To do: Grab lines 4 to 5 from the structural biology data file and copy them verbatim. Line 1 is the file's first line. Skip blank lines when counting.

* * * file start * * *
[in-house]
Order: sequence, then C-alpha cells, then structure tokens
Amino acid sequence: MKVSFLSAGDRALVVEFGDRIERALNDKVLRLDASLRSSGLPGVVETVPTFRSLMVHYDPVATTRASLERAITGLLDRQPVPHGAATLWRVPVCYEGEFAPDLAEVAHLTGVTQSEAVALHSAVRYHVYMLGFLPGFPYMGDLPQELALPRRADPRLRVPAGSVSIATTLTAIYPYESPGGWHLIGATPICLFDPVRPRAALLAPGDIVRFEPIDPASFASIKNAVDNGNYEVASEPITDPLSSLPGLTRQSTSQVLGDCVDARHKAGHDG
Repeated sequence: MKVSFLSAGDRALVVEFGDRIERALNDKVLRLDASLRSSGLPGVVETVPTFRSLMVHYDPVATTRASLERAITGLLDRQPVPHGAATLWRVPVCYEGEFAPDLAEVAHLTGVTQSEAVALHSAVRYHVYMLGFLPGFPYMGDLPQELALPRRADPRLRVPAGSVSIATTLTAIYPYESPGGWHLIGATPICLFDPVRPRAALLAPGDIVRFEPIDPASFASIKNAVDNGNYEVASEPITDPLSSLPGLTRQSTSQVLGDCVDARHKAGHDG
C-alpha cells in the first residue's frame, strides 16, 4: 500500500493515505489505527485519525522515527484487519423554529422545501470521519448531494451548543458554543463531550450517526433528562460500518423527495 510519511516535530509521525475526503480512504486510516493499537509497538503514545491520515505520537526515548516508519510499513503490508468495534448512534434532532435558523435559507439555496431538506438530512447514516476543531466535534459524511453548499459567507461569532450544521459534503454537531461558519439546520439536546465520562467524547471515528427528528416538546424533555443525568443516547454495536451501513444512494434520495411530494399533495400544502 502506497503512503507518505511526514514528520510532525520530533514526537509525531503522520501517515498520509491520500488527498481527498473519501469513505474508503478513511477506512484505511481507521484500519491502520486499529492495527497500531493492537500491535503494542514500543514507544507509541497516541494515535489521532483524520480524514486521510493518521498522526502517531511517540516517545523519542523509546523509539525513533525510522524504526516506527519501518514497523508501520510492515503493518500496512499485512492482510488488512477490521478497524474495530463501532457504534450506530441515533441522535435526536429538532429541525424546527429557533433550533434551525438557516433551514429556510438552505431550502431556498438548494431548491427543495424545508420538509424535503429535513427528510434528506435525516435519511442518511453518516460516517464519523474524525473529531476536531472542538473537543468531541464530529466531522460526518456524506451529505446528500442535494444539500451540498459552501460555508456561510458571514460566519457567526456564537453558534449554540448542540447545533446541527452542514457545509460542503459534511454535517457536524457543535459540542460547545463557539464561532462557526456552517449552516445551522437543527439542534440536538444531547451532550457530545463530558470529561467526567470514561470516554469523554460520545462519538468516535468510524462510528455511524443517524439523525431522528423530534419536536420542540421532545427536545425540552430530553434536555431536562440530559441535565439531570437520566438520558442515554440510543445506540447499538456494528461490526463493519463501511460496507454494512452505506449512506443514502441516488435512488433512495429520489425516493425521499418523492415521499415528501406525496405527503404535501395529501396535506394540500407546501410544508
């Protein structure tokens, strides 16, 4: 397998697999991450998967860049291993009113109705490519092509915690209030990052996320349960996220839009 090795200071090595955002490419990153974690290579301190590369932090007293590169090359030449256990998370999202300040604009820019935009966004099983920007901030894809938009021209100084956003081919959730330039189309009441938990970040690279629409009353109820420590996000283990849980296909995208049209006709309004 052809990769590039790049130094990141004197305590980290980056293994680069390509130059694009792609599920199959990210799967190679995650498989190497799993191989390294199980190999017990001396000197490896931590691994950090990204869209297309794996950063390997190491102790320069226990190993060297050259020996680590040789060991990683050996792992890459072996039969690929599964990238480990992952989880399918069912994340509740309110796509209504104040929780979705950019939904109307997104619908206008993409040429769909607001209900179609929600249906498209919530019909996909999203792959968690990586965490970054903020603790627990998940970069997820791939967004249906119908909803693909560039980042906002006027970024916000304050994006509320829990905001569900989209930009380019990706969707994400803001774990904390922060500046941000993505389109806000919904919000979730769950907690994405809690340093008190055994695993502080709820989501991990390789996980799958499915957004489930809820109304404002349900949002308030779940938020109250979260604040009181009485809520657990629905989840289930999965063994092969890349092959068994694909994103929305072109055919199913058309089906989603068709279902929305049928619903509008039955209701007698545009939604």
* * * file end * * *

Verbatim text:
Repeated sequence: MKVSFLSAGDRALVVEFGDRIERALNDKVLRLDASLRSSGLPGVVETVPTFRSLMVHYDPVATTRASLERAITGLLDRQPVPHGAATLWRVPVCYEGEFAPDLAEVAHLTGVTQSEAVALHSAVRYHVYMLGFLPGFPYMGDLPQELALPRRADPRLRVPAGSVSIATTLTAIYPYESPGGWHLIGATPICLFDPVRPRAALLAPGDIVRFEPIDPASFASIKNAVDNGNYEVASEPITDPLSSLPGLTRQSTSQVLGDCVDARHKAGHDG
C-alpha cells in the first residue's frame, strides 16, 4: 500500500493515505489505527485519525522515527484487519423554529422545501470521519448531494451548543458554543463531550450517526433528562460500518423527495 510519511516535530509521525475526503480512504486510516493499537509497538503514545491520515505520537526515548516508519510499513503490508468495534448512534434532532435558523435559507439555496431538506438530512447514516476543531466535534459524511453548499459567507461569532450544521459534503454537531461558519439546520439536546465520562467524547471515528427528528416538546424533555443525568443516547454495536451501513444512494434520495411530494399533495400544502 502506497503512503507518505511526514514528520510532525520530533514526537509525531503522520501517515498520509491520500488527498481527498473519501469513505474508503478513511477506512484505511481507521484500519491502520486499529492495527497500531493492537500491535503494542514500543514507544507509541497516541494515535489521532483524520480524514486521510493518521498522526502517531511517540516517545523519542523509546523509539525513533525510522524504526516506527519501518514497523508501520510492515503493518500496512499485512492482510488488512477490521478497524474495530463501532457504534450506530441515533441522535435526536429538532429541525424546527429557533433550533434551525438557516433551514429556510438552505431550502431556498438548494431548491427543495424545508420538509424535503429535513427528510434528506435525516435519511442518511453518516460516517464519523474524525473529531476536531472542538473537543468531541464530529466531522460526518456524506451529505446528500442535494444539500451540498459552501460555508456561510458571514460566519457567526456564537453558534449554540448542540447545533446541527452542514457545509460542503459534511454535517457536524457543535459540542460547545463557539464561532462557526456552517449552516445551522437543527439542534440536538444531547451532550457530545463530558470529561467526567470514561470516554469523554460520545462519538468516535468510524462510528455511524443517524439523525431522528423530534419536536420542540421532545427536545425540552430530553434536555431536562440530559441535565439531570437520566438520558442515554440510543445506540447499538456494528461490526463493519463501511460496507454494512452505506449512506443514502441516488435512488433512495429520489425516493425521499418523492415521499415528501406525496405527503404535501395529501396535506394540500407546501410544508